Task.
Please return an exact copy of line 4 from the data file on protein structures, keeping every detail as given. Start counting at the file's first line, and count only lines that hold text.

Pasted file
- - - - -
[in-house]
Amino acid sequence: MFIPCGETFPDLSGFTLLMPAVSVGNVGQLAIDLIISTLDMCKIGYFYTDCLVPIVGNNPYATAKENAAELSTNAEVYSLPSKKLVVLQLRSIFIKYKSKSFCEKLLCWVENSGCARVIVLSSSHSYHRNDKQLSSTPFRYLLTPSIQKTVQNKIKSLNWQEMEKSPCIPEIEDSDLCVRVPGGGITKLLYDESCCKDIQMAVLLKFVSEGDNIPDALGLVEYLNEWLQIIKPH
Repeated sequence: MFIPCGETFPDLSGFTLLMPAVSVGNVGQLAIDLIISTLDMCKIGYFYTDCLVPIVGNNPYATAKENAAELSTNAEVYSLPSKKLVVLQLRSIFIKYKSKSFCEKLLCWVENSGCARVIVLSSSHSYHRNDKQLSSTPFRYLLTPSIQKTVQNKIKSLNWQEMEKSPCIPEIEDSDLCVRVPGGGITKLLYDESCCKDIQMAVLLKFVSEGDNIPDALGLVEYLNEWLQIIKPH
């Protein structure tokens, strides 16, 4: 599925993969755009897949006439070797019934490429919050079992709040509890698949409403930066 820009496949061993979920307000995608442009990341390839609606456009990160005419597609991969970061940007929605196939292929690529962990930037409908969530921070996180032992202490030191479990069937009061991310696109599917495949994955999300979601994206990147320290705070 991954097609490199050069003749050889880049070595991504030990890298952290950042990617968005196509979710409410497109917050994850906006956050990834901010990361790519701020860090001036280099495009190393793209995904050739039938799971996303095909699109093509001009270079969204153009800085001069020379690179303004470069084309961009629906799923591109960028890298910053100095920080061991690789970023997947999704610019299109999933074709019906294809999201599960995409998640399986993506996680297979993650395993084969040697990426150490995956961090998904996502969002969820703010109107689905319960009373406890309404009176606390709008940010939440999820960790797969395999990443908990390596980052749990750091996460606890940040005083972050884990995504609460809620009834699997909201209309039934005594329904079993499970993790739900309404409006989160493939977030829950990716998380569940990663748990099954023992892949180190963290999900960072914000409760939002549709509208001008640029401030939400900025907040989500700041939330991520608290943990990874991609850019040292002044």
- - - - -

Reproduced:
């Protein structure tokens, strides 16, 4: 599925993969755009897949006439070797019934490429919050079992709040509890698949409403930066 820009496949061993979920307000995608442009990341390839609606456009990160005419597609991969970061940007929605196939292929690529962990930037409908969530921070996180032992202490030191479990069937009061991310696109599917495949994955999300979601994206990147320290705070 991954097609490199050069003749050889880049070595991504030990890298952290950042990617968005196509979710409410497109917050994850906006956050990834901010990361790519701020860090001036280099495009190393793209995904050739039938799971996303095909699109093509001009270079969204153009800085001069020379690179303004470069084309961009629906799923591109960028890298910053100095920080061991690789970023997947999704610019299109999933074709019906294809999201599960995409998640399986993506996680297979993650395993084969040697990426150490995956961090998904996502969002969820703010109107689905319960009373406890309404009176606390709008940010939440999820960790797969395999990443908990390596980052749990750091996460606890940040005083972050884990995504609460809620009834699997909201209309039934005594329904079993499970993790739900309404409006989160493939977030829950990716998380569940990663748990099954023992892949180190963290999900960072914000409760939002549709509208001008640029401030939400900025907040989500700041939330991520608290943990990874991609850019040292002044």